During a previous debate regarding the potential opening of the Hebrew University’s special academic track for Shabak (aka Shin Bet) staff, Professor Linial declared he would not necessarily object to the existence of these studies, although no compromises on the academic level should be made. One can suggest additional reasons for opposition to such a course of studies: The Shabak is a violent mechanism for the collective imposition of the military occupation on millions of human beings. It is also a meansof oppressing Palestinian citizens of Israel. The Shabak is tainted by acts such as the denial of medical care and torture, as well as extra-judicial assassinations. Collaboration between an Israeli university and the Shabak provides a public and moral stamp of approval of this murky mechanism.

Previous Israeli governments, which Professor Linial praises in his speech for their support in promoting education for universal values, had committed (as noted) criminal acts no less severe than the current government. Author David Grossman, an “exemplary figure” mentioned in Professor Linial’s speech, has justified Binyamin Netanyahu’s warmongering vis-a-vis Iran. Grossman, similar to other pillars of the liberal, anti-fascist Israeli tribe, has supported Israel’s wars of choice against Gaza and Lebanon in the past decade. During these attacks, and from their first moments, Israel flagrantly killed innocents, including children, in numbers which dwarf the numbers of victims of rogue Israeli soldiers (“bad apples”) or fascist Israeli thugs on the streets.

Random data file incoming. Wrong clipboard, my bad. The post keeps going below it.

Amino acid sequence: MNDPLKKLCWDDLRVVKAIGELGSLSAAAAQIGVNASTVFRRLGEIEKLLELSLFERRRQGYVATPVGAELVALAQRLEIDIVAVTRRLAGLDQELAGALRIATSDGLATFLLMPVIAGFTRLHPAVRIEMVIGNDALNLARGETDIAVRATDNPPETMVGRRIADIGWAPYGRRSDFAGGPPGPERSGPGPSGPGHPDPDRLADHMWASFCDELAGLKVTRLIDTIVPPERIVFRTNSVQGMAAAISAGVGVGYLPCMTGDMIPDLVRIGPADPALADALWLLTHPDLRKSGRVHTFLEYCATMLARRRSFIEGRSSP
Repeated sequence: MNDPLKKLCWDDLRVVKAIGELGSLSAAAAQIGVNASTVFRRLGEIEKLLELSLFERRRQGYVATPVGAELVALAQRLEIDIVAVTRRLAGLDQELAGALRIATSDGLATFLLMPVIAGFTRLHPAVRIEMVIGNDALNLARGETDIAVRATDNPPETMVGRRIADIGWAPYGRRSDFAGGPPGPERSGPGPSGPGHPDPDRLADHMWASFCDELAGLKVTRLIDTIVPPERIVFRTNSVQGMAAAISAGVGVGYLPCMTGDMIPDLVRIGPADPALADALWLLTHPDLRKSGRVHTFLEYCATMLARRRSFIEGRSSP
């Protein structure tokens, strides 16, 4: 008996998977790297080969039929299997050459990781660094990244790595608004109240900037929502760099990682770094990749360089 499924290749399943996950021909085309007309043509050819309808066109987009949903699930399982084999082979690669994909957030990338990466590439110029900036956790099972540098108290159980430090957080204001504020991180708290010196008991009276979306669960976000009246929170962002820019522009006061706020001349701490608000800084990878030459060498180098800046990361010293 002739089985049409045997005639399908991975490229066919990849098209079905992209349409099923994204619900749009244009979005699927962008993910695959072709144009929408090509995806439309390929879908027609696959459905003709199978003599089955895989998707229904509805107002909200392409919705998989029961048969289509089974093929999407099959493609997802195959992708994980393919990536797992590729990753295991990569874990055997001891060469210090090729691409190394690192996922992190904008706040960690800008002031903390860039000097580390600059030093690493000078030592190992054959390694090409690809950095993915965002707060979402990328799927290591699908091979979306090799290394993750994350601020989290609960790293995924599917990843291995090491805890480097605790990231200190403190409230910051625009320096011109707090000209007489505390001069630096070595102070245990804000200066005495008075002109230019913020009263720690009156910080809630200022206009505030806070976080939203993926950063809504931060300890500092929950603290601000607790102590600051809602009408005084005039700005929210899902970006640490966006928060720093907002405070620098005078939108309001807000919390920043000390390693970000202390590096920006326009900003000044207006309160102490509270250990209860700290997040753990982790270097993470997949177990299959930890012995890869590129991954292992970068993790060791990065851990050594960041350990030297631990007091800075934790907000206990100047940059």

Fascism may indeed sprout everywhere. However, the reasons for its rise are diverse. Fascism in Germany grew from frustration over WWI and the 1929 economic crisis, but not directly from the regime preceding it. The (weak) Weimar Republic, whose foreign minister and other senior figures were Jewish, had adopted a constitution which did not discriminate according to race and religion. Germany was not defined then as a “Christian and democratic state”, or as a “White and democratic state”. In contrast, when a regime is strong and racist, when it openly discriminates based on its most fundamental laws determining the state’s character, the emergence of more violent elements within such a regime is expected. Such is the situation in Israel, and this had been predicted years ago by the political philosopher Hannah Arendt.

It is convenient to portray fascism as an aberration from the Israeli State’s values. Such a reading of reality disregards a fundamental fact: Israel has an apartheid regime anchored in explicit differentiation between Jews and the Arab “demographic threat”. This apartheid is supported by an absolute majority of the political system, including what is dubbed the “peace camp”. When existing state discrimination and violence do not provide ‘personal security’, the public demands, and leaders implement, the augmentation of these policies, in the name of the explicit and fundamental ethnocratic values of the state. Israel is an apartheid state much more than a fascist one. In constitutional terms, there is a chasm between Israel and Western states. In Israel, as opposed to these states, fascism grows from state-sponsored apartheid.

In his book Intellectuals, Truth and Power, Professor Shlomo sand mentions numerouscases in which intellectuals partneredwith systems of oppression, even while assuming themselves to be ambassadors of freedom, equality and peace. A convenient and selective reading of reality had allowed them to adopt a “one foot here, one foot there” approach. Professor Linial and his friends in the academic ivory tower, many of whom are good and honest people, have contributed, at least structurally, to the apartheid system in Israel. They have enjoyed its fruits, and done almost nothing to challenge its foundations. Time will tell if they can direct criticism toward themselves as well.